Making Small Test Blends With Your Polymer Clay Colors

Polymer Clay Test Color BlendsVideo #500: Really getting to know your polymer colors so that you can see how some shades can bully the other ones.

Topics Covered In This Video:

  • How to make small test color blends with polymer clay.
  • Using the Teardrop Method for making mini skinner blends so you don’t have to use up too much of your clay.
  • Making small test blends will let you see how a color will behave when mixed with another one.
  • Most reds are dominant which means they will bully weaker colors.
  • Test Blend #1: Premo Cadmium Yellow & Alizarin Crimson.
  • Test Blend #2: Premo Zinc Yellow & Alizarin Crimson.
  • Test Blend #3: Premo Sunshine Yellow and Alizarin Crimson.
  • Test Blend #4: Premo Cadmium Yellow & Cadmium Red.
  • Test Blend #5: Premo Zinc Yellow & Cadmium Red.
  • Test Blend #6: Premo Sunshine Yellow & Cadmium Red.
  • See how some color saturation comes into play when making color blends.
  • See how some colors mix muddy while others have more pleasing clean transition.
  • Get a feel for how much white is added to the different polymer clay colors.
  • Watch the video and then grab a couple of colors to do some mini teardrop test blends of your own.

Do you have any suggestions for videos on tips, techniques or products you would like to learn more about? Let me know in the comments section below!

My goal is to help you to learn quicker and easier ways to bring up the professionalism in your polymer clay art.

Oh and don’t forget to give these videos a Thumbs Up click at YouTube if you are enjoying them. The more Likes a video gets, the higher it rises in the searches. And that means even more people will be able to join in on this polymer clay journey of a lifetime.

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Looking forward to hearing from you!

Cindy Lietz SignaturePolymer Clay Tutor
  1. Jocelyn C, 07 April, 2014

    Thank you for the mini test blends, the results are amazing, and show me how much color work remains to be learned. Look forward to future tutes along this subject line.

  2. Cindy Lietz, 07 April, 2014

    Thanks for saying that Jocelyn! I think color is one of those things that you can continue to learn about your whole lives. It is what makes our world a beautiful place and is truly fascinating! I will continue to add as much info about color as I can.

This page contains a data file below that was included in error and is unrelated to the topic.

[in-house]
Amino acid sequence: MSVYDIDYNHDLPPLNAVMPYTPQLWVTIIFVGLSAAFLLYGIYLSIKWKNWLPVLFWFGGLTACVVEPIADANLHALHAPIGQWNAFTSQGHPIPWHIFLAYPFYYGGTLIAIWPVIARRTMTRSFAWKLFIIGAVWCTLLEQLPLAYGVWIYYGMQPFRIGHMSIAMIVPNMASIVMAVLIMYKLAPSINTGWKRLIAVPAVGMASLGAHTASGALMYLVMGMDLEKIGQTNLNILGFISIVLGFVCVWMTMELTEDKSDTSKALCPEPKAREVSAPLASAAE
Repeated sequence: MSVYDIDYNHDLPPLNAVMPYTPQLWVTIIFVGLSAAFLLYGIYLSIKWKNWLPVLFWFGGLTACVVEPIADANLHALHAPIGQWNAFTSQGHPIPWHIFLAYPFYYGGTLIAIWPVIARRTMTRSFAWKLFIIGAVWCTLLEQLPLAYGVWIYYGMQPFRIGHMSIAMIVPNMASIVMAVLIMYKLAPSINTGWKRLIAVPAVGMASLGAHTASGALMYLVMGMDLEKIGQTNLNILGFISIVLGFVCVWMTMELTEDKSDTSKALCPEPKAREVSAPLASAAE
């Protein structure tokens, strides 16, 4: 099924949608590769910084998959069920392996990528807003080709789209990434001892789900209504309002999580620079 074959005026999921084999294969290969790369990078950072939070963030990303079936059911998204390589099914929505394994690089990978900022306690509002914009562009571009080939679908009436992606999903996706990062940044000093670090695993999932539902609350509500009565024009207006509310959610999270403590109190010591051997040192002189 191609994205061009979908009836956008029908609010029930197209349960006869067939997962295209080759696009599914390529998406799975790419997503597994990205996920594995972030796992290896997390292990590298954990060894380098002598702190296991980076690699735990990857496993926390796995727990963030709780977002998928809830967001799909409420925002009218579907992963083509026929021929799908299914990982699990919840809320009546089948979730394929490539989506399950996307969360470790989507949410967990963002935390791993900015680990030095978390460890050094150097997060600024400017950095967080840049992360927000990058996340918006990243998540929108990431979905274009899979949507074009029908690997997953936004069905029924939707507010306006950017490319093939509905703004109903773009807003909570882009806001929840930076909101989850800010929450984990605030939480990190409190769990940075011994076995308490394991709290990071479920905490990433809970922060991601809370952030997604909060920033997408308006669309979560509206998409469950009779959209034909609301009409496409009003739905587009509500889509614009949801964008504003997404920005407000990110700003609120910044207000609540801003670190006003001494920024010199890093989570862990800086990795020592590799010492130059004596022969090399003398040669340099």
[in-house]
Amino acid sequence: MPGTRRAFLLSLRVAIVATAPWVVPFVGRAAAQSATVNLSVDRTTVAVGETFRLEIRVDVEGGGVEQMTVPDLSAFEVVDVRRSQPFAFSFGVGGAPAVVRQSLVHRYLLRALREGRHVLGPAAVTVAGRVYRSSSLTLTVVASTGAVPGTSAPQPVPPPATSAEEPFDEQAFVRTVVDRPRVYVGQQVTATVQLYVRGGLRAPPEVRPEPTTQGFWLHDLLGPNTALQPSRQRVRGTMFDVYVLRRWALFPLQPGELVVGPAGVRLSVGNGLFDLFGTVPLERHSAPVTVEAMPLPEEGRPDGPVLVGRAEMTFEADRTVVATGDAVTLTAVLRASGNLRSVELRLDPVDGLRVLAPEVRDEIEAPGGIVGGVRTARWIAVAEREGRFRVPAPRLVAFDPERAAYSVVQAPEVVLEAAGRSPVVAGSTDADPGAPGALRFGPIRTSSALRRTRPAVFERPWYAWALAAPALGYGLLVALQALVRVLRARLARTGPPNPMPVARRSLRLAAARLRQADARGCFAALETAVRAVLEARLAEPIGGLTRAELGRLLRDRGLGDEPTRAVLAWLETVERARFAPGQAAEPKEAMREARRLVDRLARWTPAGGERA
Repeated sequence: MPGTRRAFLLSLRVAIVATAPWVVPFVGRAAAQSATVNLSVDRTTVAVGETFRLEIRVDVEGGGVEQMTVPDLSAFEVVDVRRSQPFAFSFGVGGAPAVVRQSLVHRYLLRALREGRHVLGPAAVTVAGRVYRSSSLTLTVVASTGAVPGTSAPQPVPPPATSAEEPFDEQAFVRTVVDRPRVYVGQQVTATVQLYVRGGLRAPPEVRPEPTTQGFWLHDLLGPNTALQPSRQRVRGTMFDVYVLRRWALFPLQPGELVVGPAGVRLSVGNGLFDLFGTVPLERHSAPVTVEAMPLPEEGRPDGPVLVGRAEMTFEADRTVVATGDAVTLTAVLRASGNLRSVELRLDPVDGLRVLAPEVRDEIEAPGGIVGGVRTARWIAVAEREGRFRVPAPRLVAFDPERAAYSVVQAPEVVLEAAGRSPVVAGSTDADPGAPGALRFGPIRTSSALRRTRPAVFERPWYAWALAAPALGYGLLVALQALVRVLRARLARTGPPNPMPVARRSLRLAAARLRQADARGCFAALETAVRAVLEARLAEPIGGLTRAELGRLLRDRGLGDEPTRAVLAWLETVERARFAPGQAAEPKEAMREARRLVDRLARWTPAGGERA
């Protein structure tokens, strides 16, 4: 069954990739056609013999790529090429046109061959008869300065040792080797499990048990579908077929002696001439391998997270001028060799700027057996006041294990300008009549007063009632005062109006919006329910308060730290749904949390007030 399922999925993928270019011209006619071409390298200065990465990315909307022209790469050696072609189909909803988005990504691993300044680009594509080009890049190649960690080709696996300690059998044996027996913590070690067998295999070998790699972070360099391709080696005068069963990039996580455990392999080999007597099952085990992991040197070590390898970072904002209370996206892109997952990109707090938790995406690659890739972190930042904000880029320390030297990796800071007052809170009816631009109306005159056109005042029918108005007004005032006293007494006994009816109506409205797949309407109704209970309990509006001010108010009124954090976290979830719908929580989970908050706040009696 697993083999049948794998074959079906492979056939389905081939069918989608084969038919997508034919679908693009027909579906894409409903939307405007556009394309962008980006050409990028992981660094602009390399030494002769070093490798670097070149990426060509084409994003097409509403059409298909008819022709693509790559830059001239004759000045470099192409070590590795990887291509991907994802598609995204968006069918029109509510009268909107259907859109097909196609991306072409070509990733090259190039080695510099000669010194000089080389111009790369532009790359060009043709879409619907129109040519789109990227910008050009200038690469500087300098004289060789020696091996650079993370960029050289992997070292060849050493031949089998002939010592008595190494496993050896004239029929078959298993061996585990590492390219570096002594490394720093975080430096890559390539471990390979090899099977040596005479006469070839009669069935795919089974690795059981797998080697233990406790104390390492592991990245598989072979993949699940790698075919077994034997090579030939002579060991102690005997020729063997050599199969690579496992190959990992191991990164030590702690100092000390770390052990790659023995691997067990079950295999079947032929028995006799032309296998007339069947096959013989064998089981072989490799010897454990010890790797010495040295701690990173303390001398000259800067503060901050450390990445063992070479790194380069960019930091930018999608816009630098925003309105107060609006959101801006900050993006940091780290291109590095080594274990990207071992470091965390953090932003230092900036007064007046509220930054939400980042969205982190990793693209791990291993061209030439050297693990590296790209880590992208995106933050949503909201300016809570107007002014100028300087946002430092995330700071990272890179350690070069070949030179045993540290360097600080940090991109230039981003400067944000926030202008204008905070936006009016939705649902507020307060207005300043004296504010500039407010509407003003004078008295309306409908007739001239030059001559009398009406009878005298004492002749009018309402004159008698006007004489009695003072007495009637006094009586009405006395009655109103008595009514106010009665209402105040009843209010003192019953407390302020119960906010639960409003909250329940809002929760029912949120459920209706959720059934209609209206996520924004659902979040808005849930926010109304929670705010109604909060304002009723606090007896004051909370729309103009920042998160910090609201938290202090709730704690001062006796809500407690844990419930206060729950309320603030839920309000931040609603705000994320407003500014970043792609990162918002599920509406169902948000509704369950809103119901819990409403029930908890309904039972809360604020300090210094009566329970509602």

3. Tante Sherry, 07 April, 2014

    Wow 500 videos :) We, as a polymer clay community are very lucky that you and your husband Doug have decided to devote your time and energy into this field – I personally have learned so every much from you guys. Not just about how to make new types of beads or canes (which I love) but also the nuts and bolts side of my preferred medium. So congrats on this 500th mile stone a thank you for taking so many of us along for the ride. Thank you from the bottom of my heart, Sherry

  4. Cindy Lietz, 07 April, 2014

    I know it’s crazy isn’t it! After 500 videos you’d think I would have run out of stuff to say about polymer clay but we’re just getting started! Thank you so much Sherry for being such a wonderful asset to our PcT Clay Family! I love your input and support. What we are trying to do, would mean nothing without wonderful people like you!

  5. Joanne S, 07 April, 2014

    your test really shows the power of the underlying colors of all the colors, warm reds vs cool reds and how they play with warm yellows vs cool yellows. great test for all of us to try.

  6. Cindy Lietz, 08 April, 2014

    Thanks Joanne! I will be teaching more about warm and cool colors in future videos, but you’re right, this test definitely shows the power of the underlying colors.

  7. Marianne H, 07 April, 2014

    Happy 500th video!

    Looking forward to the next 500 plus videos!!!!!!!!!!

    Mari

  8. Cindy Lietz, 07 April, 2014

    Me too Marianne! Thank you for being here and sharing your wonderful self with us. So glad to have you along for the ride!

  9. Dixie Ann, 09 April, 2014